The line gets longer for the pursuit of Lady Mary, Edith has a secret that no one cares about, and it’s party time for Lord Grantham in this week’s Downton Abbey.
Some people run on greed, lust, on love. [Isobel] runs on indignation.
– Dowager Countess
Lady Rose is determined to make Lord Grantham’s birthday a spectacle, hiring Jack Ross of the Lotus Club to sing at the party. All goes off with few hitches, “OMG! He’s BLACK!,” and the party is a rousing success. Tom and Violet comment on the impressive willingness of the Abbey to change with the times, and the guests dance the night away. Carson and Jack share a humorous exchange concerning Africa as various maids giggle and wave at the bandleader’s dimples.
Always ready to embrace the times, Lord Grantham insists on paying for the band himself, Mary heads downstairs to deliver the news. She walks right into a full-on make-out session between Jack and Rose (insert Titanic joke here); Rose benefits from Mary’s stiff upper lip when the latter plays dumb. Again with the repeating history, this love story harkens back to that of Lady Sybil and Branson. It may seem charted ground, but let’s see if it goes in an unexpected direction.
LOVE IN THE TIME OF SOUFLEE RISING
In a turn of luck, Alfred is offered a position at the Ritz after all, leaving poor Daisy to lash out at Ivy, who rebuffs the advances of hard-up Jimmy, and cry into her honey cakes at his leaving. Alfred thanks the unfortunate old-maid for her tutelage but confesses they would have never been an item anyway.
Look — Daisy, at this point, should be approaching twenty-eight. Eventually, you would think the deprived young thing should move on and learn to love what is good for her. She spends so much time on things that she can never have that her life is passing her by. We will return to this subject in the season finale, but let me be clear, I find most of her wallflower actions weak and products of her own making. I know we cannot choose who we love, but we can choose how that love affects us.
With Alfred’s departure, Mr. Moseley reaffirms his willingness to claim the vacant position, but Carson steadfastly denies the poor man out of pride. The derelict has angels in the way of Mrs. Hughes and Mrs. Padmore, consequently, and the two plot to move the erstwhile butler back into white bowties. On the day of Lord Grantham’s birthday, Moseley is given the Footman’s position. Never mess with a lady of Downton, (both capital and lower-case “L”) in her pursuit to improve the lives of men.
THE MORE THE MARY-ER
Evelyn Napier and Charles Blake arrive to assess the status of local esta– Oh, forget it. Who cares? Some dudes arrive to vie for Mary’s hand, and the writers are just trying to figure out who fares the best with the audience. Even Tony Gillingham is given a shout-out by Isobel in the episode, just to remind you that he exists.
Anyone who knows Lady Mary knows she loves a challenge, and that is precisely what Mr. Blake offers. He’s antagonistic right from the start, revitalizing that quick-witted foreplay Mary shared with Matthew. Looks like Napier is bringing up the rear, again. That guy just needs to move on. Edith’s man is currently MIG (missing in Germany), and she won’t be showing for a couple months. You two Lonelyhearts could make a real go of it.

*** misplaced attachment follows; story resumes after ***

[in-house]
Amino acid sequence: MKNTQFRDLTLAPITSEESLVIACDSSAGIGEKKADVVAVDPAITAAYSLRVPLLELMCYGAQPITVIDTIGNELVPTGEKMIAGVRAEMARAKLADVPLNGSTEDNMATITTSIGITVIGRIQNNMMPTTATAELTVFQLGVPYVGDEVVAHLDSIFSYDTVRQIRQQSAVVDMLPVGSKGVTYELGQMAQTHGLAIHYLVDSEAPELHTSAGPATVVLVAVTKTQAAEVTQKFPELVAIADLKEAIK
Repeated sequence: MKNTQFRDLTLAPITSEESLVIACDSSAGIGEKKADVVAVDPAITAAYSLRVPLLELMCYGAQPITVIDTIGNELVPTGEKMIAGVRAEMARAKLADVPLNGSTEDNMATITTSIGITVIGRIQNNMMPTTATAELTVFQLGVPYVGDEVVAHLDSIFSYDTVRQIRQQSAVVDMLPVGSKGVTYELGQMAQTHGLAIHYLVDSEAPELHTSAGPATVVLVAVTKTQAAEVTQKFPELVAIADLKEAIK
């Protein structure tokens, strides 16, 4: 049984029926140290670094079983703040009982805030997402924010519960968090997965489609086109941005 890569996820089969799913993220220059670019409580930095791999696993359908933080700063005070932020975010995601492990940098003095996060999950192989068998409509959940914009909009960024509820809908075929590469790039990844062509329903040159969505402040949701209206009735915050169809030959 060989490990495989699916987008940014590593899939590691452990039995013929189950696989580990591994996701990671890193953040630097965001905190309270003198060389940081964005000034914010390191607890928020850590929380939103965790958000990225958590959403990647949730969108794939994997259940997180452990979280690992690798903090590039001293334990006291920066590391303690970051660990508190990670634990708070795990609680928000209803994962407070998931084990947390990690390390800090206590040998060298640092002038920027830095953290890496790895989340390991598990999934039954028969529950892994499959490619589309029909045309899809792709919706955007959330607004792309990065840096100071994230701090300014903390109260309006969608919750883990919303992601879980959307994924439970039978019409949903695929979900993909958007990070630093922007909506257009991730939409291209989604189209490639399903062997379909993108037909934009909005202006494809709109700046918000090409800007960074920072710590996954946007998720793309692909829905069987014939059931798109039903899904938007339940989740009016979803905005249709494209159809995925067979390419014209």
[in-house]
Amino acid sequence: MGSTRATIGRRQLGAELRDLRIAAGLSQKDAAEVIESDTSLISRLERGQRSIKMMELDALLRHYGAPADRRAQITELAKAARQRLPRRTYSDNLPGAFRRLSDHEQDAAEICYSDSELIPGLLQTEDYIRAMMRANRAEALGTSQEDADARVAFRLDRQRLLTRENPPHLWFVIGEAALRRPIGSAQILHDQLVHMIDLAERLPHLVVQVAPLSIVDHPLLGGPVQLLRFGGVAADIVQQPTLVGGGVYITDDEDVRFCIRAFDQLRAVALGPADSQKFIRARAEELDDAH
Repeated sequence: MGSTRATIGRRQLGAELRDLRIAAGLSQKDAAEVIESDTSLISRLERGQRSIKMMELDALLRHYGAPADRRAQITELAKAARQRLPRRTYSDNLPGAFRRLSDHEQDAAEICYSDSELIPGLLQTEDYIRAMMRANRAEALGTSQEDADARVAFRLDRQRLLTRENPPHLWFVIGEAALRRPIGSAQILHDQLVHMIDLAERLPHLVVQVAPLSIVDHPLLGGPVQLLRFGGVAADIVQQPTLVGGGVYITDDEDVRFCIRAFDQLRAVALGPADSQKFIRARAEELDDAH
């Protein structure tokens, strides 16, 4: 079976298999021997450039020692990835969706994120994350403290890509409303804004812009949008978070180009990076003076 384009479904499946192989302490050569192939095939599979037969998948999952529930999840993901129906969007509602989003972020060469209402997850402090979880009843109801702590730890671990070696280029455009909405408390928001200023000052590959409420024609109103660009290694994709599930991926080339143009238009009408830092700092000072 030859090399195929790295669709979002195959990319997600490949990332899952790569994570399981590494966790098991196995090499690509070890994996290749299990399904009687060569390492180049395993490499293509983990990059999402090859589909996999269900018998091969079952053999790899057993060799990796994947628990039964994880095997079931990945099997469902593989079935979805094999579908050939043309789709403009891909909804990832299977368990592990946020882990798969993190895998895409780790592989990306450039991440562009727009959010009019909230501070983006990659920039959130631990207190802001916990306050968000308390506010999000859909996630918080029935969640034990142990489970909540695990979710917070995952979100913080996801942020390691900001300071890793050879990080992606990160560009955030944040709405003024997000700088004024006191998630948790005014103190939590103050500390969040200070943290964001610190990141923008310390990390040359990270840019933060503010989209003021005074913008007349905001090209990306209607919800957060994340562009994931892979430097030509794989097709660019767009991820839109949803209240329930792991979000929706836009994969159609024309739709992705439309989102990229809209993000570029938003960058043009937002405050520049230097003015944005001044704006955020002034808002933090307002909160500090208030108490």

DETECTIVE BARROW AND THE LADY’S MAID
Thomas puts Baxter up to sussing out the goings-on both upstairs and down in his quest to become Minister of Secrets. When Lady Rose seeks Mrs. Hughes help in her birthday gift, Barrow assumes she is holding a terrific, and potentially, massive mystery that could have far-reaching implications. He is further let down in his continuous pursuit of knocking Bates down a peg when Baxter is unable to expose the root of the tension between Anna and her husband.
As I wrote last week, I find this relationship particularly tantalizing as a “slow burn.” What does Barrow hold over Baxter? Her sweetness and true interest in the members of the household seem genuine, as does the pain in hurting her new friends, but she is still compelled to work with Thomas. I am excited to see where this storyline continues to take us. (That is a sentence I never thought I’d write this season…)
More on the topic of exposing secrets this week, Isobel sets out to prove the innocence of young Pegg when Violet dismisses the suspected thief. Playing a little cloak-and-dagger herself, Isobel waits until the Countess is out to fake a fainting spell and discovers the missing item. Mrs. Justice Crawley wastes no time, arriving the next day with sidekick Dr. Clarkson in tow, to deliver a stern tongue-lashing to Violet. Turns out, the Countess had apologized that very morning to the gardener and offered him his job back, with her sincere apologies. Point to the esteemed DC. as Isobel is left with egg all over her entitled face.
THIS WEEK IN LADY EDITH’S DIARY…
It seems the post in Germany moves slower than expected. Michael’s letters are taking longer than anticipated; I fear the time spent missing me is paralyzing poor Mr. Gregson’s attempt to send his affections. Must telephone British Consulate immediately.
The love growing inside me turns out to be less of a metaphor and more of a problem…guess I should have spoke to Nanny about such things. Oh, well. Best be sure to order the empire waist wedding gown. Post haste.
In other news, I’ve watched the paint dry as Mary has suggested. I still do not understand the relevance.
3 thoughts on “DOWNTON ABBEY: “Episode 406””
I really want to start watching this show. I’ve heard so many great things about it. I just got Netflix and Hulu+ and I can’t find it. Any idea as to where/when I can access past seasons so I can start at the beginning?
Other than the usual extra-legal means, I don’t believe it’s available to stream outside of Amazon Prime or for purchase on iTunes. Your best bet is probably to find someone that has the DVDs!
I rewatch on Amazon Prime, and I highly recommend it!